The Thrill of Discovering New Candlestick Trend Reversal Patterns

One of the main reasons for the existence of Japanese Candlesticks and for their increasing popularity is their ability to spot trend reversal patterns even before they emerge. All traders want to know the answer to the question “What is the market going to do next?” The Candles go a very long way toward answering that question.

Candlestick practitioners are detectives. They are on a constant expedition to find reversal patterns, of which there are about 15 which are most often seen. Many of them have descriptive names, because they look like their namesakes – for instance, the “Shooting Star,” the “Dark Cloud Cover,” and the “Hammer.” They are very quick and easy to remember. It is a real pleasure and immensely satisfying to find one during the hunt, because history shows that they very often are accurate predictors of a major trend change, which can lead to much improved success in trading and investing.

The “standard,” or well-known, Candlestick reversal patterns sport variations of themselves, the existence of which the literature acknowledges but pays them little attention, as if they are just an afterthought. Now, however, we have come to understand that these variations, or “unorthodox trend reversal patterns,” deserve recognition in their own right as separate and independent entities which bear within themselves much of the “DNA” of their parents and have the same predictive capability.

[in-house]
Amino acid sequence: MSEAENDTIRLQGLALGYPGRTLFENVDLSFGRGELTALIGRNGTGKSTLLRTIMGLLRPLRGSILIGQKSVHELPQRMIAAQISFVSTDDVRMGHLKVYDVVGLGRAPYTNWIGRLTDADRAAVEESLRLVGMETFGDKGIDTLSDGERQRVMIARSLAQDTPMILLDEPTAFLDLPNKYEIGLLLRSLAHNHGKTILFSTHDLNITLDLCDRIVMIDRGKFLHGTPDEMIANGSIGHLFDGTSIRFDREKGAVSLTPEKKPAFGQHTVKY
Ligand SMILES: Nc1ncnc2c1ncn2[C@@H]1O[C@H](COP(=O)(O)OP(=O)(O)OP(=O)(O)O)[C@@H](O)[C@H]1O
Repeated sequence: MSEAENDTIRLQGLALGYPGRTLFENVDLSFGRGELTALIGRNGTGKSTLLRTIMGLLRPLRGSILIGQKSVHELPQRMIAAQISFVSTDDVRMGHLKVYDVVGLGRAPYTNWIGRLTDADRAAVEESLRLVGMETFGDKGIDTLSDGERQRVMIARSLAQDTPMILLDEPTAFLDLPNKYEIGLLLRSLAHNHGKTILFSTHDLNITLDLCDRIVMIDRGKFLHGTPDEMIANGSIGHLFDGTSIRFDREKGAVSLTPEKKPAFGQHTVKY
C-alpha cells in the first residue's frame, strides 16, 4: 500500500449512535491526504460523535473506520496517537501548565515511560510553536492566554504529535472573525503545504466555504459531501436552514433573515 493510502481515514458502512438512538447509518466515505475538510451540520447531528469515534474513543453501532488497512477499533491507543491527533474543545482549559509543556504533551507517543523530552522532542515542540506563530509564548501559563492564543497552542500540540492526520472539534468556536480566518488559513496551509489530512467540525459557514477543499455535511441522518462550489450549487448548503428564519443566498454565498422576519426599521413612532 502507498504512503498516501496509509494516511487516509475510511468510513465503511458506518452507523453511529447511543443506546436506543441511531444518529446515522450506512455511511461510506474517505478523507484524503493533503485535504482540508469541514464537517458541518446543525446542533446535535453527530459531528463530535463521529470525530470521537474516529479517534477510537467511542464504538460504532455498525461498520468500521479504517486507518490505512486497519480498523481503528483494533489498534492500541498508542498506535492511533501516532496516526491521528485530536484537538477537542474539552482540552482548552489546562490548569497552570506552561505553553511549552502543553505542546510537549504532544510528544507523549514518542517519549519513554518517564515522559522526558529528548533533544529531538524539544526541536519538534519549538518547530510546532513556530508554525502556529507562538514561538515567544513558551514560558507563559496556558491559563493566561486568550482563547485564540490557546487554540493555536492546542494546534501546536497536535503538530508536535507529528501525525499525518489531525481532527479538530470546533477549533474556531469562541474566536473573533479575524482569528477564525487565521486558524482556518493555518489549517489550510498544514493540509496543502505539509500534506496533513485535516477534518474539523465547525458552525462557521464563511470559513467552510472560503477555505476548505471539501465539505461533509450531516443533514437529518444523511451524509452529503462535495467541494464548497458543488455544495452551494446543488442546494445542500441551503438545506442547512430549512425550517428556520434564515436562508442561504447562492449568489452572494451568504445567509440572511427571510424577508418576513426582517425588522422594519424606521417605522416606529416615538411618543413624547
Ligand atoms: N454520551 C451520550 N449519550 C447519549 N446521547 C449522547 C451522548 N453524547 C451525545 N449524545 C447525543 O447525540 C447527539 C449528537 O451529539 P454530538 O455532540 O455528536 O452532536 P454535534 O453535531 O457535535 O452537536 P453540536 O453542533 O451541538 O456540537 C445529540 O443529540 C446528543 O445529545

As an example, the kickoff of the Great Rally of 2009 was marked by the emergence in March 2009 of the “Tokyo Express” reversal pattern (in the Dow Industrials), which is a variation of the well-known “Morning Star.” Likewise, the mid-flight “double kick” of the Rally in July 2009 featured the “Kobe Cruiser” reversal pattern, which drove the market all the way to the top end of the Rally in April 2010.

Unorthodox Candlestick reversal patterns appear in bear markets, too, as mirror images of their bullish counterparts. As examples, we see the “Osaka Clipper” in the Pound/Dollar in August 2009 and the “Hokkaido Hustler” in U.S. Treasury Notes in December 2009.

It is an even greater joy to identify a potential new variation on the standard Candlestick reversal patterns and to watch it grow; and then, if its prediction lives up to its promise, to recognize it as a new entity worthy of consideration as a separate pattern – and to give it a name of its own.

William Kurtz 
August 8, 2010.

The author is a long-time investor and retired attorney. He has passed the NASD Series 65 Investment Adviser exam. He owns CandleWave, LLC, which publishes his Investment Newsletter. He is the developer and owner of the “Candelaabra” technical analysis system, which excels in ferreting out Reversals of Trend as they are forming and even before they emerge. He is the author of his new book “Candlesticks For Brighties.”

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